Square raises prices | Payments Dive


Dive Brief:

  • Square, which offers point-of-sale processing for merchants, is raising prices for some of its services, the company said Wednesday in a news release. Square is increasing the fee it charges merchants to instantly or same-day transfer funds to an external bank account, from 1.5% to 1.75% per transfer. Next-business-day transfers will remain free-of-charge, Square said.
  • Square, a unit of parent company Block, also increased monthly prices for its online seller plans, upping its mid-tier plan from $26 to $29 per month when paid annually, and its high-end plan from $72 to $79 per month when billed on an annual basis.
  • Additionally, Square will stop refunding merchants the processing fees it charges if those merchants process returns for their customers.

Dive Insight:

The price increases come as Square finds itself facing stiffer competition in the small business point-of-sale software market. Recent growth at rivals Toast and Fiserv’s Clover has outpaced that of Square, which has said it’s seeking to serve bigger merchants to fuel growth. 

Square had about 4 million clients as of the end of last year, according to Block’s most recent annual filing with the Securities and Exchange Commission. Food and drink businesses were responsible for the largest share of Square’s gross payment volume in 2022, at 31%, followed by retail at 19%.  

In the price increase notice, Square pointed out that merchants using its services in verticals such as restaurants and beauty and personal care don’t see a high volume of returns. For sellers that do, such as those in retail, the company said it’s “committed to providing support to help them adjust accordingly.”

With respect to ending the refunds for returns processing, Square said this in the release: “We are making this change to more accurately reflect that Square does not recoup in full processing fees from our network and payments partners in instances of refunds, and to match current industry standards.” Those processing charges can range from 2.6% plus 10 cents per transaction for card-present payments, to 3.5% plus 15 cents for card-not-present payments, according to Square’s website.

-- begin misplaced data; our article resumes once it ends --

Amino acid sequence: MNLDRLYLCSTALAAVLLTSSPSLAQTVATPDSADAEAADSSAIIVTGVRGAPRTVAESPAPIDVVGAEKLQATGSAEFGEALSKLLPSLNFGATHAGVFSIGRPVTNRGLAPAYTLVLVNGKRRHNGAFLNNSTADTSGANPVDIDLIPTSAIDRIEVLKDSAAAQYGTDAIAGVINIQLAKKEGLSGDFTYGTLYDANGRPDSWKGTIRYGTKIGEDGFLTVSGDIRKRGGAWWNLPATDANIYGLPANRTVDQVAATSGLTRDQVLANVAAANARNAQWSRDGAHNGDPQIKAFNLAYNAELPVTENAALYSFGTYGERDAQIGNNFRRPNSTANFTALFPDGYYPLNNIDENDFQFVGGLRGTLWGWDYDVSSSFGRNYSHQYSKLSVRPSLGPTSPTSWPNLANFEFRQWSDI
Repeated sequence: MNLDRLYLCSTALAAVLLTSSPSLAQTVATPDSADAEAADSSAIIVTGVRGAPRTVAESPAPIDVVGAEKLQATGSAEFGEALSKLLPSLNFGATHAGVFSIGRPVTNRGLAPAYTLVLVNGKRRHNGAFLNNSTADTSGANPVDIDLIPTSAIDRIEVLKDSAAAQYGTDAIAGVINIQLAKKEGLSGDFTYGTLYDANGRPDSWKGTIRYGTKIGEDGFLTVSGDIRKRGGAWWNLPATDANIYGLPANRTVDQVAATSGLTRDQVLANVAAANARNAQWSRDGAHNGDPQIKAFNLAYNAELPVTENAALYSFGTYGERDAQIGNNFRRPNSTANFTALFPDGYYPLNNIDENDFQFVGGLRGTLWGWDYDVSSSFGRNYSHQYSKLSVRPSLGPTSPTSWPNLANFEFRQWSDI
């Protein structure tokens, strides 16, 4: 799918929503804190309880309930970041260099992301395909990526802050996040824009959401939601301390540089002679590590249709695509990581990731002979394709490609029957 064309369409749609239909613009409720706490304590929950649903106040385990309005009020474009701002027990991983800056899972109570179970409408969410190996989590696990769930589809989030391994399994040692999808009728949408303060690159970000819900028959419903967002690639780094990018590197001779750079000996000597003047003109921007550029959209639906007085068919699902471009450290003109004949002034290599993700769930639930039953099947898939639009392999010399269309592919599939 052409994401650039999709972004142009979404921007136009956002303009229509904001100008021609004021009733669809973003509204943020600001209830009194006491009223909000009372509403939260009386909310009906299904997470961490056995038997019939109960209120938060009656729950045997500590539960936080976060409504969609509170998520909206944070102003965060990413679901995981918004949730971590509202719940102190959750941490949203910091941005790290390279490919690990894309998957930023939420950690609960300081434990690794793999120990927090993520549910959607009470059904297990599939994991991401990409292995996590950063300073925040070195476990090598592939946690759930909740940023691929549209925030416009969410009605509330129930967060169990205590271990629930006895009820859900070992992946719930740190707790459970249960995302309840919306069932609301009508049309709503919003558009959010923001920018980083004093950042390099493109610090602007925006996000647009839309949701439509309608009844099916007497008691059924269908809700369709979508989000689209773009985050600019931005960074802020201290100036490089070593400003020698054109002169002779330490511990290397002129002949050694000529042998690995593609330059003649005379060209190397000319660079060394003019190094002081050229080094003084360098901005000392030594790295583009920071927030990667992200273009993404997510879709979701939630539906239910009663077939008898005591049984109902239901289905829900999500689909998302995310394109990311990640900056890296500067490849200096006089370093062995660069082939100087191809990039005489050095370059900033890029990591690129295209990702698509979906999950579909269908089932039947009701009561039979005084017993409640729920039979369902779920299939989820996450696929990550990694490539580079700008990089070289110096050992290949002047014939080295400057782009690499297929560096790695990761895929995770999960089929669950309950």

The news release mentions Square offers sellers tips on crafting a return policy that “best suits their business,” or e-gift cards with no added processing fees if merchants opt to provide customers with store credit.

For current Square clients in the U.S., the refund change and price increase for transfers will go into effect on April 11, as will the new rates for online plans, the company said.

“Small pricing changes on small (percentage) take rates can mean big increases in revenue,” Baird Equity Research Analyst David Koning wrote in a Wednesday note to investor clients on Square’s price increases. The increases could add at least $60 million in annualized gross profit for Square, he said.

Executives at San Francisco-based Block said last week they expect the company’s peer-to-peer payments business unit Cash App to grow faster than Square. Square has seen slower growth of late, particularly in verticals such as retail and food and drink, which executives chalked up to macroeconomic headwinds. 

Although in line with other payments companies in the quarter, Square’s fourth-quarter gross payment volume growth — 14% year over year — was down compared to the third quarter.


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